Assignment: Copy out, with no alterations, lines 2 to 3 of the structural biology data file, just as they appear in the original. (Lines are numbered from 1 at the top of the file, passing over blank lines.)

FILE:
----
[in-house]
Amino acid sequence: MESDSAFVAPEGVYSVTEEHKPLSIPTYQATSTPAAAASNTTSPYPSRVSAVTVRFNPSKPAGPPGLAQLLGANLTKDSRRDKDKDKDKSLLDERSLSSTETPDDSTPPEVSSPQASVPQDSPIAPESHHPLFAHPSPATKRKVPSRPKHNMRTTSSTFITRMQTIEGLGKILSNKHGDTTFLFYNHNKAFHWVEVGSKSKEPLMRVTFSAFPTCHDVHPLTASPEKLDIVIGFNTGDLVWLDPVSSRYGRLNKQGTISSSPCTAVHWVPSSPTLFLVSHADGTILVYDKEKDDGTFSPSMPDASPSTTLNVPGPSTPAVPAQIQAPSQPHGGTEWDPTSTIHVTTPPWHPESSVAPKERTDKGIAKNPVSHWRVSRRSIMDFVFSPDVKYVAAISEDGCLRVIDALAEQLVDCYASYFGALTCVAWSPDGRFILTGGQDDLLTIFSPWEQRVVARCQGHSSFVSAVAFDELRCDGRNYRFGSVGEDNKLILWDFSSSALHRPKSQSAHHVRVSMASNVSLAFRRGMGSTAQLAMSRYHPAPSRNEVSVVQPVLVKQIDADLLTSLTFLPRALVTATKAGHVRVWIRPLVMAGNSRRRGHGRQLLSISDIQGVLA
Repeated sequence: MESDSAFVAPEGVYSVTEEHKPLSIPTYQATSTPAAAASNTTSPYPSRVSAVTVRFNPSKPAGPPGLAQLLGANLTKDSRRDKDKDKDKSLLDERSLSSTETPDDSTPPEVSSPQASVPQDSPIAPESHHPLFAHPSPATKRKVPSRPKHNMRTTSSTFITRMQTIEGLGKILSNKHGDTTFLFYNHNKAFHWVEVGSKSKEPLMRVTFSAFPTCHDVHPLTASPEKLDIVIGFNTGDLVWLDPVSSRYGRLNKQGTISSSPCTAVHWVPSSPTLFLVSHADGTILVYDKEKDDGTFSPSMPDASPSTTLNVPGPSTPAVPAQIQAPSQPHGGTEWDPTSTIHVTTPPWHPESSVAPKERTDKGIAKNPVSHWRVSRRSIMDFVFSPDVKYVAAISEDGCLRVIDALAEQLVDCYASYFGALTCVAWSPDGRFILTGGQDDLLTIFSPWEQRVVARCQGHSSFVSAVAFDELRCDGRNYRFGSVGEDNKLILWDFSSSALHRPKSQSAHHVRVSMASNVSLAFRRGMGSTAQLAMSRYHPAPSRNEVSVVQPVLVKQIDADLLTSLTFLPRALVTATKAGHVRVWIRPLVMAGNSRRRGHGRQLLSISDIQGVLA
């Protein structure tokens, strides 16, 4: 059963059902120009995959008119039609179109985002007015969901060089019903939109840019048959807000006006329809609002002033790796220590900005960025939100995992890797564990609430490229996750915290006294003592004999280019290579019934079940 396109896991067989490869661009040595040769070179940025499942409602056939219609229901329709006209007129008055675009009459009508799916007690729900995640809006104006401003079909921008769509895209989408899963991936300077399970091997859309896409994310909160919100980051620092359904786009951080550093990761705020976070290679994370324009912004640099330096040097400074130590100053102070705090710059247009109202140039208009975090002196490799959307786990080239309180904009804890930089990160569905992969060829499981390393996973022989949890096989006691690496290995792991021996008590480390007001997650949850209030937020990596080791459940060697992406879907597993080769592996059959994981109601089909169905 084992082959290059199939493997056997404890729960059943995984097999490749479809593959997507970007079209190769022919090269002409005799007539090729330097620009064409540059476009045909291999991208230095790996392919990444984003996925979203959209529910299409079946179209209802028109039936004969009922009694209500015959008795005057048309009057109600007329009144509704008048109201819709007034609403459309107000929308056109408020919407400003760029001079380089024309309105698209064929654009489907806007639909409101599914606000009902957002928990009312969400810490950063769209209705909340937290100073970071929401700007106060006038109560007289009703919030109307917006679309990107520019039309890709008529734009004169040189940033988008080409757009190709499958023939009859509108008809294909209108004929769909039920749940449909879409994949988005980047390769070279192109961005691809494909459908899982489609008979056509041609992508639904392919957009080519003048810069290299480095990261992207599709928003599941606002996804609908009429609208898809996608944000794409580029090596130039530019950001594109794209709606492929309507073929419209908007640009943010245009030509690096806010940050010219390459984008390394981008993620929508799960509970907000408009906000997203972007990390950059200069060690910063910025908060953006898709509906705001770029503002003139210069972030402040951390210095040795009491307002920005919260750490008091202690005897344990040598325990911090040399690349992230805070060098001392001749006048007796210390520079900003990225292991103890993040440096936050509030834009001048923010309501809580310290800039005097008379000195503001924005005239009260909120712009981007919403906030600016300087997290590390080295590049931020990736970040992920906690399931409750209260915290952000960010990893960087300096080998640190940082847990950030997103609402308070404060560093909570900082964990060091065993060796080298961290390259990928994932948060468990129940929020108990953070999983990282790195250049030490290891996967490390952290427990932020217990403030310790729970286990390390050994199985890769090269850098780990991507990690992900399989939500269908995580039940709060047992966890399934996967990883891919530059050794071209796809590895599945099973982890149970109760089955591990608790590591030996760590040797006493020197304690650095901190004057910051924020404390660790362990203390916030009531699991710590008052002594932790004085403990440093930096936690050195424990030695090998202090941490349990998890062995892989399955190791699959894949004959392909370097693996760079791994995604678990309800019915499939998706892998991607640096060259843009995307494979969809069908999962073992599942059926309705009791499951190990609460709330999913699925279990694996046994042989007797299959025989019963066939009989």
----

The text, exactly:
Amino acid sequence: MESDSAFVAPEGVYSVTEEHKPLSIPTYQATSTPAAAASNTTSPYPSRVSAVTVRFNPSKPAGPPGLAQLLGANLTKDSRRDKDKDKDKSLLDERSLSSTETPDDSTPPEVSSPQASVPQDSPIAPESHHPLFAHPSPATKRKVPSRPKHNMRTTSSTFITRMQTIEGLGKILSNKHGDTTFLFYNHNKAFHWVEVGSKSKEPLMRVTFSAFPTCHDVHPLTASPEKLDIVIGFNTGDLVWLDPVSSRYGRLNKQGTISSSPCTAVHWVPSSPTLFLVSHADGTILVYDKEKDDGTFSPSMPDASPSTTLNVPGPSTPAVPAQIQAPSQPHGGTEWDPTSTIHVTTPPWHPESSVAPKERTDKGIAKNPVSHWRVSRRSIMDFVFSPDVKYVAAISEDGCLRVIDALAEQLVDCYASYFGALTCVAWSPDGRFILTGGQDDLLTIFSPWEQRVVARCQGHSSFVSAVAFDELRCDGRNYRFGSVGEDNKLILWDFSSSALHRPKSQSAHHVRVSMASNVSLAFRRGMGSTAQLAMSRYHPAPSRNEVSVVQPVLVKQIDADLLTSLTFLPRALVTATKAGHVRVWIRPLVMAGNSRRRGHGRQLLSISDIQGVLA
Repeated sequence: MESDSAFVAPEGVYSVTEEHKPLSIPTYQATSTPAAAASNTTSPYPSRVSAVTVRFNPSKPAGPPGLAQLLGANLTKDSRRDKDKDKDKSLLDERSLSSTETPDDSTPPEVSSPQASVPQDSPIAPESHHPLFAHPSPATKRKVPSRPKHNMRTTSSTFITRMQTIEGLGKILSNKHGDTTFLFYNHNKAFHWVEVGSKSKEPLMRVTFSAFPTCHDVHPLTASPEKLDIVIGFNTGDLVWLDPVSSRYGRLNKQGTISSSPCTAVHWVPSSPTLFLVSHADGTILVYDKEKDDGTFSPSMPDASPSTTLNVPGPSTPAVPAQIQAPSQPHGGTEWDPTSTIHVTTPPWHPESSVAPKERTDKGIAKNPVSHWRVSRRSIMDFVFSPDVKYVAAISEDGCLRVIDALAEQLVDCYASYFGALTCVAWSPDGRFILTGGQDDLLTIFSPWEQRVVARCQGHSSFVSAVAFDELRCDGRNYRFGSVGEDNKLILWDFSSSALHRPKSQSAHHVRVSMASNVSLAFRRGMGSTAQLAMSRYHPAPSRNEVSVVQPVLVKQIDADLLTSLTFLPRALVTATKAGHVRVWIRPLVMAGNSRRRGHGRQLLSISDIQGVLA